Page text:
by Brian Costin
Illinois has long been known for corruption of government. Recently, a national public corruption study from University of Illinois-Chicago ranked the Northern District of Illinois as the most corrupt area in the nation. So it’s hardly shocking when we hear of another public corruption case. But the latest case of public corruption from the city of Dixon, Illinois in Lee County is definitely shocking, even by Illinois standards.
The Comptroller for the City of Dixon, Rita Crundwell, was arrested on April 17th by FBI agents on a federal charge for allegedly defrauding the City of Dixon of more than $3.2 million in public funds since just last fall, and more than $53 million since 2006.
For a small town of just under 16,000 the estimated fraud of $4 million to $5 million per year is a huge portion of the city's annual budget. Some media outlets have reported that the fraud would equal nearly HALF of Dixon’s annual budget of between $8 million to $9 million per year, but others have reported Dixon's annual budget at around $20 million. The fact that no financial audits or budgets exist on Dixon's website to indpendently verify budget numbers potentially reveals some insight as to why this fraud was able to go on for so long.
Here’s a sampling of a portion of the alleged fraud by Rita Crundwell revealed via the FBI investigation and criminal complaint.
- $2,500,000 in personal American Express charges, including over $339,000 in charges for jewelry.
- $2,108,000 for a 2009 Liberty Coach Motor Home.
- $450,000 horse farming operations expenses.
- $258,698 for a 2009 Featherlite Horse Trailer
- $146,787 for a 2009 Kenworth T800 Tractor Truck.
- $140,000 for a 2009 Freightliner Truck.
- $56,646 for a 2009 Chevrolet Silverado pickup truck.
And that information is just going back to 2006, Rita Crundwell has been the Comptroller for Dixon since the early 1980’s. It is possible that this has been going on even longer.
We should ask ourselves what can be done to prevent this type of fraud from occurring again, and how can responsible government officials begin to repair the damage done by yet another government corruption scandal?
Online transparency is one of the best tools available to local government agencies like the city of Dixon to prevent fraud. Transparency shines the light on government spending and not only deters government employees from committing fraud, it gives the public the opportunity to hold government accountable and expose corruption.
Dixon fails Local Transparency Project audit
When the Illinois Policy Institute heard of the fraud charges from Dixon we immediately conducted a Local Transparency Project audit of their website, and the results were hardly surprising. Our scoring of the www.discoverdixon.org showed it was one of the worst websites we’ve graded in the entire state. Out of more than 130 local government agencies, Dixon ranked in the bottom quartile on website transparency with a dismal 16.7 score out of a possible 100 points on our 10-Point Transparency Checklist.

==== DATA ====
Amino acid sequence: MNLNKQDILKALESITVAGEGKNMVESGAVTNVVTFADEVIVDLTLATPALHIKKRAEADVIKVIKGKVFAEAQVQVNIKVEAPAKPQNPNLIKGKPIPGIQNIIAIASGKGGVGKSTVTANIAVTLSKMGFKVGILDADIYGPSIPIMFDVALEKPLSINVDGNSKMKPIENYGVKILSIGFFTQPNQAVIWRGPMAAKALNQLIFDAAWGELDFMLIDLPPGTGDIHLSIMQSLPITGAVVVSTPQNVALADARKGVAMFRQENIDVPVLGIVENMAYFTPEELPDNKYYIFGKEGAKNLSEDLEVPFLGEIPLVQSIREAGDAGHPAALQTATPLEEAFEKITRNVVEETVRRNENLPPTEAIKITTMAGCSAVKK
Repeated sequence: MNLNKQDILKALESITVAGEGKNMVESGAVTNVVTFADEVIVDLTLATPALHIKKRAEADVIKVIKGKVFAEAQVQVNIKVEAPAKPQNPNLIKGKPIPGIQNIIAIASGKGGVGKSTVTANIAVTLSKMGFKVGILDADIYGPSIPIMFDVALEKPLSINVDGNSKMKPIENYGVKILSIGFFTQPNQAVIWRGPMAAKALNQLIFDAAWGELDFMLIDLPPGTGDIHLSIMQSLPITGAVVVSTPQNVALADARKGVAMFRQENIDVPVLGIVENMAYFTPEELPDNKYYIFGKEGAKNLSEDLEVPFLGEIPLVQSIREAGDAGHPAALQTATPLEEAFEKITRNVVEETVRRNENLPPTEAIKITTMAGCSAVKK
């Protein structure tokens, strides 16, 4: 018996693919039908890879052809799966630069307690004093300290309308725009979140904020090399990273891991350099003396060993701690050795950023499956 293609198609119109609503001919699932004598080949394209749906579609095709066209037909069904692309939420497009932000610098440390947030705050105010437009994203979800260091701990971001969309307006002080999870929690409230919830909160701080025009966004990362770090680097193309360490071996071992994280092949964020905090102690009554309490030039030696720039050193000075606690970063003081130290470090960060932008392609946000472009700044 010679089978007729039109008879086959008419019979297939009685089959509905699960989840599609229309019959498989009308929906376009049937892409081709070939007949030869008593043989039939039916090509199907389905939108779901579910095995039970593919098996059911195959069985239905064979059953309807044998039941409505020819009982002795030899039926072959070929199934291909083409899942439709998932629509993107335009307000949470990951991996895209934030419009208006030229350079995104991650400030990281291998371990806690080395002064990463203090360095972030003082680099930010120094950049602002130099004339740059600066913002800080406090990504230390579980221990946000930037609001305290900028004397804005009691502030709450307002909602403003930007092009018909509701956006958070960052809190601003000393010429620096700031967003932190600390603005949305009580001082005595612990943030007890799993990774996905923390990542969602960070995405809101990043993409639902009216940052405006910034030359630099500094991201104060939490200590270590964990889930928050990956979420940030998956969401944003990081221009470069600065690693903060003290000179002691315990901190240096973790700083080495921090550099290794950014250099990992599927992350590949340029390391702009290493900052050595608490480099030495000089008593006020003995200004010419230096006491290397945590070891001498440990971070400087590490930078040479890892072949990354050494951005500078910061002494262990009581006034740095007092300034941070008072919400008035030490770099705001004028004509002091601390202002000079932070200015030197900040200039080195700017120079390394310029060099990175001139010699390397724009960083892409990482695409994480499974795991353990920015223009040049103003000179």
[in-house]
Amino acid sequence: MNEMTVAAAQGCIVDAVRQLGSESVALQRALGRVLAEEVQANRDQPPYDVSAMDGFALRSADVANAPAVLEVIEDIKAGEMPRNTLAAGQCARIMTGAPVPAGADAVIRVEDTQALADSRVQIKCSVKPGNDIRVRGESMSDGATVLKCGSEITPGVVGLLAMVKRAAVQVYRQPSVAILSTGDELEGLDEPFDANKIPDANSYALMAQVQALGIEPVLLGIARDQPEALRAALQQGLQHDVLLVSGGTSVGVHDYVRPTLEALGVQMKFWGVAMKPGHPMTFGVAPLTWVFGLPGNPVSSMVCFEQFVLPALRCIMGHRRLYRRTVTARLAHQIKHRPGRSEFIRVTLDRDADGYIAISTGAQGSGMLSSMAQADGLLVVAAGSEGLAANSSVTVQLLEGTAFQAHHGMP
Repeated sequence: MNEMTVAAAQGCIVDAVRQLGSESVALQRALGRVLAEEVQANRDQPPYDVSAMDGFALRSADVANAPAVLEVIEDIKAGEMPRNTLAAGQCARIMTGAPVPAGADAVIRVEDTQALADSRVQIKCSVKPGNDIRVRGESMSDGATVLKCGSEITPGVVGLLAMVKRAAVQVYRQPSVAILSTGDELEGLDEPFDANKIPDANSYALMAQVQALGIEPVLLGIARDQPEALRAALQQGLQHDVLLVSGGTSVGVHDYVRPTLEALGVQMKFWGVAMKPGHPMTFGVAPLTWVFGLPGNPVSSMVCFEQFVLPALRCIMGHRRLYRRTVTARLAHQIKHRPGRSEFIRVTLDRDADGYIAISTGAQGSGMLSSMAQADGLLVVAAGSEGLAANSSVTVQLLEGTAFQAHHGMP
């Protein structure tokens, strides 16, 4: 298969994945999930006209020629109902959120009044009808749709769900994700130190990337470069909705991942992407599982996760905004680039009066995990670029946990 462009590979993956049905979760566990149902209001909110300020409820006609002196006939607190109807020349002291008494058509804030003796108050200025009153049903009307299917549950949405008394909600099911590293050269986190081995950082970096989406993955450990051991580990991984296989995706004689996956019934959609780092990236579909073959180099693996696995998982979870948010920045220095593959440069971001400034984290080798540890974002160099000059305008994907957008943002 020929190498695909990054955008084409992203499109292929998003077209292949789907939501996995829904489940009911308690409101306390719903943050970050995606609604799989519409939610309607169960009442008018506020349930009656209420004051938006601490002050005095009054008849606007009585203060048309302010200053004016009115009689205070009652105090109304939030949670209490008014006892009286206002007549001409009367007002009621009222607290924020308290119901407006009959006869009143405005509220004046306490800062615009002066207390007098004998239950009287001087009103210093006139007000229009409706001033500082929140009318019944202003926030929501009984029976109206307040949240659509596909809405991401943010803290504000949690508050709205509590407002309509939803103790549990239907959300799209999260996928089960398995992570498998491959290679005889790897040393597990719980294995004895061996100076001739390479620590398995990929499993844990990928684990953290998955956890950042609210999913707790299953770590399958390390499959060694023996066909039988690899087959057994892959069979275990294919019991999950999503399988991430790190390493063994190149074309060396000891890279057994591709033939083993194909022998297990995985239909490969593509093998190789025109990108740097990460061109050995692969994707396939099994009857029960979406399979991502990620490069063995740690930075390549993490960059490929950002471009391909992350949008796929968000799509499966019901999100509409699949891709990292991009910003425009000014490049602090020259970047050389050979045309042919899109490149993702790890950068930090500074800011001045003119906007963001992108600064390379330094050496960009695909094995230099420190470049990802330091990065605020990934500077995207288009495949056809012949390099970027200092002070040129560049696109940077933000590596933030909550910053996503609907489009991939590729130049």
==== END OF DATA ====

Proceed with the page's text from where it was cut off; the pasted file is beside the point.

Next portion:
The Dixon website failed to score any points in 8 out of the 10 categories of the checklist including all of the key corruption fighting categories which asks government to post annual budgets, financial audits, expenditures, and contracts with third-parties.
How transparency helps stop public corruption
A public posting of Dixon’s check register (expenditures) might have stopped the public corruption from happening in the first place. In September of 2011 alone Comptroller Rita Crundwell wrote 84 checks totaling $360,493.13 and most of which, according to the FBI complaint, appear to be for personal purposes.
When expenditures and other financial information is posted online it is an opportunity for elected officials, public employees, citizens, and the media to ask questions and expose potential wrongdoing. Transparency is crucially important in preventing, stopping, and exposing public corruption.
Comptroller Rita Crundwell isn’t the only one to blame in this case. Many others were responsible for creating a culture of which allowed the large levels of fraud to go undetected for at least 6 years. If the city of Dixon would have adopted the Illinois Policy Institute’s 10-Point Transparency Checklist, I believe it is highly unlikely this type of corruption would have gone on for so long without being noticed. It might have never happened in the first place.
Online transparency in Dixon would have greatly increased Rita Crundwell’s risks of committing fraud. If government employees known that all of the city’s financial transactions would be online for the taxpayers and the media to scrutinize they might think twice before defrauding the taxpayers.
Restoring public trust and accountability
We have reached out to the City of Dixon and have offered to help them implement the measures outlined in the 10-Point Transparency Checklist, as we did with Hanover Township after their public employee fraud scandal. Unfortunately, despite multiple emails and phone calls we have not heard back from any elected officials or administrators. We hope they reach out to partner with us on improving online transparency and preventing public corruption.
The Illinois Policy Institute is dedicated to assisting public administrators, elected officials and citizens, in Dixon and elsewhere, to improve proactive online transparency via the Local Transparency Project and the 10-Point Transparency Checklist.
I encourage Dixon's elected officials or employees to contact me at email@example.com or 312-346-5700 x205 to get started on restoring transparency and accountability for the citizens and taxpayers of Dixon.